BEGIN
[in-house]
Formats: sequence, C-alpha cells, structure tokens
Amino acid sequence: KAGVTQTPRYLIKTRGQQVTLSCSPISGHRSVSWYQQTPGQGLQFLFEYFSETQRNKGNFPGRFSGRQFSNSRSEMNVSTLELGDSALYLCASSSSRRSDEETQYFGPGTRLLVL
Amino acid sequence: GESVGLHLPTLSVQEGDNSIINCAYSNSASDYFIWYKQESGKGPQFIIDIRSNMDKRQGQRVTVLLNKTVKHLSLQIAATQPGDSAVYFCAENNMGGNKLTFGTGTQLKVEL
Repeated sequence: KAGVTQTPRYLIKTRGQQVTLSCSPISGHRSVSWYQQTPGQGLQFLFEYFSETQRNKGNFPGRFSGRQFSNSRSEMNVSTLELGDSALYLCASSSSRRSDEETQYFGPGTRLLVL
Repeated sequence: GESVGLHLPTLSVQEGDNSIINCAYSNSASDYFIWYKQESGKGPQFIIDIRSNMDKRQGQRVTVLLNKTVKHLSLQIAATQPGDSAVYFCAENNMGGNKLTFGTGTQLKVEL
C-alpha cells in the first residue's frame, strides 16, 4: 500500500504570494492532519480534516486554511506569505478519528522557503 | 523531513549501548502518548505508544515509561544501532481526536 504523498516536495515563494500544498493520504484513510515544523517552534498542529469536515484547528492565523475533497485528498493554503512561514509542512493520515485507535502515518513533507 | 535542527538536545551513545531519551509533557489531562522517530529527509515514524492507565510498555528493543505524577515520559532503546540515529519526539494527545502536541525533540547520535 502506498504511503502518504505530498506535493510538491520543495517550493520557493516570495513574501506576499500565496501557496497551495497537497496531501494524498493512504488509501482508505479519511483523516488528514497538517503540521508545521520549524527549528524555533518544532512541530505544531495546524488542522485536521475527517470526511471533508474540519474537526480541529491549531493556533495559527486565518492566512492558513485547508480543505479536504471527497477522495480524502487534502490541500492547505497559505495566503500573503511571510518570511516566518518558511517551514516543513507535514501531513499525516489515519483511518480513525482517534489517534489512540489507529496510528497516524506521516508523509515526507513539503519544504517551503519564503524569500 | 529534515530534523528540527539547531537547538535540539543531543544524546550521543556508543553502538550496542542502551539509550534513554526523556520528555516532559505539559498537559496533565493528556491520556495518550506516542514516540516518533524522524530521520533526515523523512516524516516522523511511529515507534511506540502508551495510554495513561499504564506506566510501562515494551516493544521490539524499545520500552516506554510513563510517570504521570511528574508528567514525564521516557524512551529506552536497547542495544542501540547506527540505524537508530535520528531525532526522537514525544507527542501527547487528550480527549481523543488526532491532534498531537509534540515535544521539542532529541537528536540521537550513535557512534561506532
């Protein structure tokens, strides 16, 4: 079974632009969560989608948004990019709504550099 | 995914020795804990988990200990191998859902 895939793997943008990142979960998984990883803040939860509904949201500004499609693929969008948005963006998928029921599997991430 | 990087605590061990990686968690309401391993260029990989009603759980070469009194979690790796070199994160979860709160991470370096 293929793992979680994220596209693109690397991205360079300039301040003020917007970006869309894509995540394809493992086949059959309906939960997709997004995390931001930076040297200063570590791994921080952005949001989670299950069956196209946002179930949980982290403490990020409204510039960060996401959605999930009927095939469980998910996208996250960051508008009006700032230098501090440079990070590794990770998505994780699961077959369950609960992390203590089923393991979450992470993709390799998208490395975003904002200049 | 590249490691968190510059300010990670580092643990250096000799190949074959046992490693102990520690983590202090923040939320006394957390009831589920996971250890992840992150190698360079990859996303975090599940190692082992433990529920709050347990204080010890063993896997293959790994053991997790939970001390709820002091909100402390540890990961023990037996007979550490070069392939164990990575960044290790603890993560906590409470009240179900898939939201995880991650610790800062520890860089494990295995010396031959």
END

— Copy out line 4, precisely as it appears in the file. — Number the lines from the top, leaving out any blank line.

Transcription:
Amino acid sequence: GESVGLHLPTLSVQEGDNSIINCAYSNSASDYFIWYKQESGKGPQFIIDIRSNMDKRQGQRVTVLLNKTVKHLSLQIAATQPGDSAVYFCAENNMGGNKLTFGTGTQLKVEL